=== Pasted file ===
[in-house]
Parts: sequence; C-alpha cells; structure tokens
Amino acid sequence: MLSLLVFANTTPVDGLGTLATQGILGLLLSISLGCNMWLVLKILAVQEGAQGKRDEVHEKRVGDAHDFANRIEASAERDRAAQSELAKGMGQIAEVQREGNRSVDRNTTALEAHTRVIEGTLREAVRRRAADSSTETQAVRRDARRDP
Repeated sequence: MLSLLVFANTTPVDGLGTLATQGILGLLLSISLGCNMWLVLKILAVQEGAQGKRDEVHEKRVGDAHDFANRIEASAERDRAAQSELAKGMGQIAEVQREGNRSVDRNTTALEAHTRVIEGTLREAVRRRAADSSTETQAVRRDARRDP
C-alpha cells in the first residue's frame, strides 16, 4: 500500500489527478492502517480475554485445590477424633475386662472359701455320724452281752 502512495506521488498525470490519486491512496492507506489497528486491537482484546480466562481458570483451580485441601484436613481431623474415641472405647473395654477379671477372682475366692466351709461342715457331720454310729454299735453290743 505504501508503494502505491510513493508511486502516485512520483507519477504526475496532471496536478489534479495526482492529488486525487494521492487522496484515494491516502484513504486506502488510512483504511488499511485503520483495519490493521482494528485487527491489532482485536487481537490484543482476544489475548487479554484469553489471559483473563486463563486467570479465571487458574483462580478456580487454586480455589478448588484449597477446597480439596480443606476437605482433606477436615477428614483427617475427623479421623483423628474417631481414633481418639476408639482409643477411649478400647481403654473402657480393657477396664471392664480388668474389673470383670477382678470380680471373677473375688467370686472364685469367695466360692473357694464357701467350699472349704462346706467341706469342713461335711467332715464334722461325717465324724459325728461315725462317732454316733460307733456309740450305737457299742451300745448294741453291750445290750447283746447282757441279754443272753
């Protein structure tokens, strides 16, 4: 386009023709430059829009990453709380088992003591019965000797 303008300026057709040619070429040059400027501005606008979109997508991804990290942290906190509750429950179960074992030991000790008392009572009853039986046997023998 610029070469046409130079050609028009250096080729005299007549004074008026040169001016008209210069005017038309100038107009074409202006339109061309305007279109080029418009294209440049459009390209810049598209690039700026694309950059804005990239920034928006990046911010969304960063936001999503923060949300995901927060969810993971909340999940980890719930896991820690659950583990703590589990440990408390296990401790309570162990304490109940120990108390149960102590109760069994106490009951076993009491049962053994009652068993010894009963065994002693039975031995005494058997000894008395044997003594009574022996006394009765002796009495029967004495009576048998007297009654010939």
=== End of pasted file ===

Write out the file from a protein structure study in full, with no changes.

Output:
[in-house]
Parts: sequence; C-alpha cells; structure tokens
Amino acid sequence: MLSLLVFANTTPVDGLGTLATQGILGLLLSISLGCNMWLVLKILAVQEGAQGKRDEVHEKRVGDAHDFANRIEASAERDRAAQSELAKGMGQIAEVQREGNRSVDRNTTALEAHTRVIEGTLREAVRRRAADSSTETQAVRRDARRDP
Repeated sequence: MLSLLVFANTTPVDGLGTLATQGILGLLLSISLGCNMWLVLKILAVQEGAQGKRDEVHEKRVGDAHDFANRIEASAERDRAAQSELAKGMGQIAEVQREGNRSVDRNTTALEAHTRVIEGTLREAVRRRAADSSTETQAVRRDARRDP
C-alpha cells in the first residue's frame, strides 16, 4: 500500500489527478492502517480475554485445590477424633475386662472359701455320724452281752 502512495506521488498525470490519486491512496492507506489497528486491537482484546480466562481458570483451580485441601484436613481431623474415641472405647473395654477379671477372682475366692466351709461342715457331720454310729454299735453290743 505504501508503494502505491510513493508511486502516485512520483507519477504526475496532471496536478489534479495526482492529488486525487494521492487522496484515494491516502484513504486506502488510512483504511488499511485503520483495519490493521482494528485487527491489532482485536487481537490484543482476544489475548487479554484469553489471559483473563486463563486467570479465571487458574483462580478456580487454586480455589478448588484449597477446597480439596480443606476437605482433606477436615477428614483427617475427623479421623483423628474417631481414633481418639476408639482409643477411649478400647481403654473402657480393657477396664471392664480388668474389673470383670477382678470380680471373677473375688467370686472364685469367695466360692473357694464357701467350699472349704462346706467341706469342713461335711467332715464334722461325717465324724459325728461315725462317732454316733460307733456309740450305737457299742451300745448294741453291750445290750447283746447282757441279754443272753
């Protein structure tokens, strides 16, 4: 386009023709430059829009990453709380088992003591019965000797 303008300026057709040619070429040059400027501005606008979109997508991804990290942290906190509750429950179960074992030991000790008392009572009853039986046997023998 610029070469046409130079050609028009250096080729005299007549004074008026040169001016008209210069005017038309100038107009074409202006339109061309305007279109080029418009294209440049459009390209810049598209690039700026694309950059804005990239920034928006990046911010969304960063936001999503923060949300995901927060969810993971909340999940980890719930896991820690659950583990703590589990440990408390296990401790309570162990304490109940120990108390149960102590109760069994106490009951076993009491049962053994009652068993010894009963065994002693039975031995005494058997000894008395044997003594009574022996006394009765002796009495029967004495009576048998007297009654010939």